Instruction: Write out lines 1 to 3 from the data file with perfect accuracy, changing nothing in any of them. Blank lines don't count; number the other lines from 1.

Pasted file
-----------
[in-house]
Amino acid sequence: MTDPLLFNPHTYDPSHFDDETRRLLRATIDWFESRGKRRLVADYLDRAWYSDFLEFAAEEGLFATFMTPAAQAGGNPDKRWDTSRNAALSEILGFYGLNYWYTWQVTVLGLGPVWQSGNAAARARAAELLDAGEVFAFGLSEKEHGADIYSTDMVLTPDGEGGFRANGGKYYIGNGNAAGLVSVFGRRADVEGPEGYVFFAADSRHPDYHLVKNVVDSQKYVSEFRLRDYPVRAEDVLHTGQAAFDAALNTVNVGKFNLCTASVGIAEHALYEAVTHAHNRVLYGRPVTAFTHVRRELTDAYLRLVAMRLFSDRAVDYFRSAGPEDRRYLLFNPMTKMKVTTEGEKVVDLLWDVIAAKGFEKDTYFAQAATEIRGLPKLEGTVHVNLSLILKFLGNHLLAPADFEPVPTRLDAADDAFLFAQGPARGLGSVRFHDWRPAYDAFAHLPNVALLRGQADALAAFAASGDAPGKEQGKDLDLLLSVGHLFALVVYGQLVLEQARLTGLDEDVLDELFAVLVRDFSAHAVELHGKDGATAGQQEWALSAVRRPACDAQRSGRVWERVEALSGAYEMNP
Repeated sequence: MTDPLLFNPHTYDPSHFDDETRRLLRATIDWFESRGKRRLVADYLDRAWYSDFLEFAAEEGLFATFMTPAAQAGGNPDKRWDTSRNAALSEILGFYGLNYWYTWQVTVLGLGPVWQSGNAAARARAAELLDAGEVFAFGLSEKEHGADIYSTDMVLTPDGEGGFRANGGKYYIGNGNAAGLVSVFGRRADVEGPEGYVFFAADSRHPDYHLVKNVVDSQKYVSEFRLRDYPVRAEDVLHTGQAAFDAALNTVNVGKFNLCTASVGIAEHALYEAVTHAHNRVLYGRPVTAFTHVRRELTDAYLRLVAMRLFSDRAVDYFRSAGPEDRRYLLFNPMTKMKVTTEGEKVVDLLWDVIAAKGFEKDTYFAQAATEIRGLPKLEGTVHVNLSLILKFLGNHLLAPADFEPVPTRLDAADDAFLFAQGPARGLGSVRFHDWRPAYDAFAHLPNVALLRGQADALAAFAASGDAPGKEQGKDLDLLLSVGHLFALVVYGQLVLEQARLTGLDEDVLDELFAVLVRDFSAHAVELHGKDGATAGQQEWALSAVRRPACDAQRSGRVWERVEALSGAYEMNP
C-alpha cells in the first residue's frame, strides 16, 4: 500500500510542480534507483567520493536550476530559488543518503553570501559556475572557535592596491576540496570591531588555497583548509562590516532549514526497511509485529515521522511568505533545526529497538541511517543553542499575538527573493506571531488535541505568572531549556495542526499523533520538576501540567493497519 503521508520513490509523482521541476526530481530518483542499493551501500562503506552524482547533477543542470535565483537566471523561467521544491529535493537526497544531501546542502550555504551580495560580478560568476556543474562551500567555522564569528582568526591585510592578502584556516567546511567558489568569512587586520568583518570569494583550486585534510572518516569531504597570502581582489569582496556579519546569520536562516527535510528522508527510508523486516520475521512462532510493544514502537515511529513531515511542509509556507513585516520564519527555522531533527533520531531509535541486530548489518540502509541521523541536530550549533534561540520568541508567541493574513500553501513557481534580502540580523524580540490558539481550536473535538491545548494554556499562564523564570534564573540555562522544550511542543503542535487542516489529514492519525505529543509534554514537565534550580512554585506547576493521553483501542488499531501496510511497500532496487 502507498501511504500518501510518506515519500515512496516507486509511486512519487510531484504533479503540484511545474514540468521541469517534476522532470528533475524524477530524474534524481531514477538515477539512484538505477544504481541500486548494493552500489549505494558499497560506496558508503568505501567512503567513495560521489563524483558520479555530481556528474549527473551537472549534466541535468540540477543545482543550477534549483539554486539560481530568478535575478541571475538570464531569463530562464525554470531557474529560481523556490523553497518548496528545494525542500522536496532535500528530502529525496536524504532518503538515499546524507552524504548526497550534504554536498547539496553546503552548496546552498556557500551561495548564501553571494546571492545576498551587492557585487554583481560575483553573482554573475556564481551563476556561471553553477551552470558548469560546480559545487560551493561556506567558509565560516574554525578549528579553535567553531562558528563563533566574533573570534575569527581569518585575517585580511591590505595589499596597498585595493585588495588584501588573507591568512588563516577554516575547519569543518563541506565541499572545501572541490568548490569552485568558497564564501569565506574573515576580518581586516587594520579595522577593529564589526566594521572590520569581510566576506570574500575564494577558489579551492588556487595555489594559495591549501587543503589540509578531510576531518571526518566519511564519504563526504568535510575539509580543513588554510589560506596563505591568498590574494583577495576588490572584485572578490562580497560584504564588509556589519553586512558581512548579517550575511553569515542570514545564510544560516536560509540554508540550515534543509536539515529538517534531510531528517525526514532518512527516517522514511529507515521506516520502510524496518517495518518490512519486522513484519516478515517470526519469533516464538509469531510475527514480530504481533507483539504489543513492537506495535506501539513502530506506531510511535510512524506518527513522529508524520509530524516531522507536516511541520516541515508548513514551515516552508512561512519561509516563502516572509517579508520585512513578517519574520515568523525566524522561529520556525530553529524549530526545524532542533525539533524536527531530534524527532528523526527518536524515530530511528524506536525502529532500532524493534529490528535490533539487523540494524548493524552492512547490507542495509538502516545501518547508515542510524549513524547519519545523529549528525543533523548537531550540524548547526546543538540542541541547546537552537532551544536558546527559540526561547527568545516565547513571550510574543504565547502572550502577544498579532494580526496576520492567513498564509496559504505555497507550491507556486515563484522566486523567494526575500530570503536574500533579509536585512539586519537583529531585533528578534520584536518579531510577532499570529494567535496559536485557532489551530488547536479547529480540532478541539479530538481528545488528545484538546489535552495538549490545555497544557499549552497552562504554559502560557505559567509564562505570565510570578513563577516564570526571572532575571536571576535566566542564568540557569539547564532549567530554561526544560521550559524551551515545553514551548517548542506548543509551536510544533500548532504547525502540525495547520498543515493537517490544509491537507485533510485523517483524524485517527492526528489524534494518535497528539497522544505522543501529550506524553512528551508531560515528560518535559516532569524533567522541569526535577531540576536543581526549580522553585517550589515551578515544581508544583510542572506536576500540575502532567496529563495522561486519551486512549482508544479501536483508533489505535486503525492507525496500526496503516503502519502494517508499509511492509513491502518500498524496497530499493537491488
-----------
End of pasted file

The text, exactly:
[in-house]
Amino acid sequence: MTDPLLFNPHTYDPSHFDDETRRLLRATIDWFESRGKRRLVADYLDRAWYSDFLEFAAEEGLFATFMTPAAQAGGNPDKRWDTSRNAALSEILGFYGLNYWYTWQVTVLGLGPVWQSGNAAARARAAELLDAGEVFAFGLSEKEHGADIYSTDMVLTPDGEGGFRANGGKYYIGNGNAAGLVSVFGRRADVEGPEGYVFFAADSRHPDYHLVKNVVDSQKYVSEFRLRDYPVRAEDVLHTGQAAFDAALNTVNVGKFNLCTASVGIAEHALYEAVTHAHNRVLYGRPVTAFTHVRRELTDAYLRLVAMRLFSDRAVDYFRSAGPEDRRYLLFNPMTKMKVTTEGEKVVDLLWDVIAAKGFEKDTYFAQAATEIRGLPKLEGTVHVNLSLILKFLGNHLLAPADFEPVPTRLDAADDAFLFAQGPARGLGSVRFHDWRPAYDAFAHLPNVALLRGQADALAAFAASGDAPGKEQGKDLDLLLSVGHLFALVVYGQLVLEQARLTGLDEDVLDELFAVLVRDFSAHAVELHGKDGATAGQQEWALSAVRRPACDAQRSGRVWERVEALSGAYEMNP
Repeated sequence: MTDPLLFNPHTYDPSHFDDETRRLLRATIDWFESRGKRRLVADYLDRAWYSDFLEFAAEEGLFATFMTPAAQAGGNPDKRWDTSRNAALSEILGFYGLNYWYTWQVTVLGLGPVWQSGNAAARARAAELLDAGEVFAFGLSEKEHGADIYSTDMVLTPDGEGGFRANGGKYYIGNGNAAGLVSVFGRRADVEGPEGYVFFAADSRHPDYHLVKNVVDSQKYVSEFRLRDYPVRAEDVLHTGQAAFDAALNTVNVGKFNLCTASVGIAEHALYEAVTHAHNRVLYGRPVTAFTHVRRELTDAYLRLVAMRLFSDRAVDYFRSAGPEDRRYLLFNPMTKMKVTTEGEKVVDLLWDVIAAKGFEKDTYFAQAATEIRGLPKLEGTVHVNLSLILKFLGNHLLAPADFEPVPTRLDAADDAFLFAQGPARGLGSVRFHDWRPAYDAFAHLPNVALLRGQADALAAFAASGDAPGKEQGKDLDLLLSVGHLFALVVYGQLVLEQARLTGLDEDVLDELFAVLVRDFSAHAVELHGKDGATAGQQEWALSAVRRPACDAQRSGRVWERVEALSGAYEMNP